A super East Coast regional council will have 11 members representing seven wards stretching over 500km from the Wharerata ranges, near Gisborne, to Cape Palliser, Wellington region.
The plan, to be presented in public for the first time this morning, will show a new regional council which will serve a population of about 210,000 with 10 city or district councils continuing to operate within its boundaries. It would be New Zealand's fifth-largest regional council behind Canterbury, Southland, Otago and Waikato.
The Hawke's Bay Regional Council is proposing the super regional plan and will meet today to finalise the details before handing it into the Local Government Authority on Friday.
Hawke's Bay will contribute eight people to the 11-member super council, with representations from Wairoa (one), Napier (three), Hastings (three), Central Hawke's Bay (one) and Wairoa listed as a "special" community of interest requiring one representative for 8700 people.
The same special treatment is not applied to Hawke's Bay's southern neighbours. Tararua will have only one representative for 18,100 people, Masterton will have one for 23,200 people and South Wairarapa one for 9100 people.
The East Coast super council is an alternative proposal to one submitted by A Better Hawke's Bay to merge Wairoa, Napier, Hastings, CHB and Hawke's Bay regional councils. Other alternative proposals are likely to be handed into the commission on Friday, and it will have the final say on a new Hawke's Bay council.
The regional council's chairman, Fenton Wilson, released the proposal a week ago and he outlined the plan again to the council's Maori Committee yesterday.
"There have been some big points made against this, including that there is no community of interest, that the community of Wairarapa does not travel up to Napier to go to work. That is bloody ridiculous because this is about regional function.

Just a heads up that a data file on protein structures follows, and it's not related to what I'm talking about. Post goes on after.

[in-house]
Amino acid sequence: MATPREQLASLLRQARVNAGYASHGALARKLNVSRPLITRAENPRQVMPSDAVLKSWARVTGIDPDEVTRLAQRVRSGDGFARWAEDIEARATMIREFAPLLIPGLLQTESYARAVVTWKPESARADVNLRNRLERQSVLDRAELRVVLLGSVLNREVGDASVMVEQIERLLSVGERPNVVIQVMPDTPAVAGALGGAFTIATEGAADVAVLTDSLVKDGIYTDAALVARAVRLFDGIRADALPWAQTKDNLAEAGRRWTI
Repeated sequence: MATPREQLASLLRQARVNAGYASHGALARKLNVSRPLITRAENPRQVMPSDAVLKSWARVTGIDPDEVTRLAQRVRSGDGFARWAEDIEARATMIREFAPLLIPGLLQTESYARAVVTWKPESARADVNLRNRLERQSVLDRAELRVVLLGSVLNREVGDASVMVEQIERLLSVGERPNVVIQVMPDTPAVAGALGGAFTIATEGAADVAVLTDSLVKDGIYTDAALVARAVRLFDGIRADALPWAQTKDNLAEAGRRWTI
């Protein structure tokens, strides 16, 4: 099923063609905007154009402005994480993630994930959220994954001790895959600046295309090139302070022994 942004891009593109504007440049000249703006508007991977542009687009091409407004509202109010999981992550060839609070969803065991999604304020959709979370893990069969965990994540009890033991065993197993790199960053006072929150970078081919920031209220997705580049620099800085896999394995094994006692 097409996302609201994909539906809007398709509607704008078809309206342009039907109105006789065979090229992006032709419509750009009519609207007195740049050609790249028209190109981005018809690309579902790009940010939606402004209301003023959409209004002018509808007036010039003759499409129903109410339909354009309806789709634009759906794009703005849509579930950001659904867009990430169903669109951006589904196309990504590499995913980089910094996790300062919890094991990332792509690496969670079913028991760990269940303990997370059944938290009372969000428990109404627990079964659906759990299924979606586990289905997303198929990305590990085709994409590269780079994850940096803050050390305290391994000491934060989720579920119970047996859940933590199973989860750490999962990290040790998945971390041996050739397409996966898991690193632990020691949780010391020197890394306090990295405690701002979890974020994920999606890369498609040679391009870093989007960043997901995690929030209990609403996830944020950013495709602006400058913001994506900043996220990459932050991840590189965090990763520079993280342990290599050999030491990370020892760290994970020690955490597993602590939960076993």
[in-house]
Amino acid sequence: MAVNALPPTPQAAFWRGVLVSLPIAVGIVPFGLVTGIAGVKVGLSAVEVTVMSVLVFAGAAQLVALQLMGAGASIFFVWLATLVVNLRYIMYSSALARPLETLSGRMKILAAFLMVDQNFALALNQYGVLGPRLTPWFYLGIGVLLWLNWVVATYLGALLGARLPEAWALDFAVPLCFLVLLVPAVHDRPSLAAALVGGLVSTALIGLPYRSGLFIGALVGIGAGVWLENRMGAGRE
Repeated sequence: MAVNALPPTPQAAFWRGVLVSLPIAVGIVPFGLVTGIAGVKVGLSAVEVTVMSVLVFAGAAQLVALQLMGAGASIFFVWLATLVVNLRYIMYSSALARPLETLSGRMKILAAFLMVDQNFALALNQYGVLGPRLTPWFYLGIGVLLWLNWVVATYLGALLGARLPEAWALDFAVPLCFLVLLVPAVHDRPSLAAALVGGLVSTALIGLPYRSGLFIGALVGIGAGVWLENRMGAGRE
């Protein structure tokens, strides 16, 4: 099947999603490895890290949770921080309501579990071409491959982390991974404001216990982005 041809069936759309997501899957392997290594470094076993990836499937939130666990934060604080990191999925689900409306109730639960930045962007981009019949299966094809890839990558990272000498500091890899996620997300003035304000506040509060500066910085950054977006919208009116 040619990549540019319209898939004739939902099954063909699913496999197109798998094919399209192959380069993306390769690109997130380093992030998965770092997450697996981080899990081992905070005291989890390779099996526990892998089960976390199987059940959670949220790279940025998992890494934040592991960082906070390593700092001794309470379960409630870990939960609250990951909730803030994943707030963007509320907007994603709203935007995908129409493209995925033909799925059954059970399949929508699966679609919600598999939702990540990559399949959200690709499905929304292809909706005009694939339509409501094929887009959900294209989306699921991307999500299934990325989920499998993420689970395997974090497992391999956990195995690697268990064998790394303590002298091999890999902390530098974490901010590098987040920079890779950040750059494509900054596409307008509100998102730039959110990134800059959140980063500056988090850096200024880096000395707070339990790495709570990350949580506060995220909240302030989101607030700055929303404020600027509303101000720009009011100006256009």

"The East Coast of the North Island shares a whole lot of issues, environmental, severe summer drying. There are opportunities for a larger regional council to look at the share issues of water storage, irrigation, the issues of the aquifer."
Maori committee member Shaun Hauraki, Wairoa, said he understood the focus was on ensuring the regional council's function as an environmental custodian but equally important was Maori representation "around the table".
"I feel an opportunity for the Maori community to have input into this structure is slipping away. Council has not contacted this committee to see what Maori ambitions are around it, that is my concern."
Mr Hauraki said the Wairoa District Council Maori Standing Committee met the Wairoa Taiwhenua to review A Better Hawke's Bay's proposal.
The Wairoa Maori committee had "conditional support" from the taiwhenua for an alternative plan being proposed by the Wairoa District Council.
"There were three main points. We wanted Maori seats on the Wairoa District Council, the three-year (council) term to be extended to five years and that the mayor resides in Wairoa district.
"It felt comforting to be part of a movement like that but here, this morning, I don't feel the community is part of this movement at this stage."
Cr Wilson responded and said there was a short time, four weeks, to put the proposal for an East Coast regional council together.
"We were constrained by meeting dates. We haven't had time to consult with the community and elected representatives have had to make a call."
Cr Wilson was earlier in the meeting critical of media coverage on his super council plan.
"Just so we are clear this is not about saving the structure of regional council. All we seem to talk about is what the structure of the (East Coast) council might look like.
"This is not about a Hawke's Bay take-over and I have been amused with some of the headlines coming out.
"People need to get over themselves and let the commission get into the first round of consideration on what a proposal like this could achieve," he said.
Regional councillor Alan Dick said he would vote to support the proposal at today's meeting.
He said there was some initial confusion when the plan for a super East Coast regional council was released last week.
"Some people mistook it to be an expanded unitary (city and district) council, which it is not. It is simply a regional council with expanded boundaries."
Regional councillor Neil Kirton would vote against the proposal today, which he said had made Hawke's Bay "the laughing stock" among Government and council politicians.
Cr Kirton's comments, Talking Point, page 11.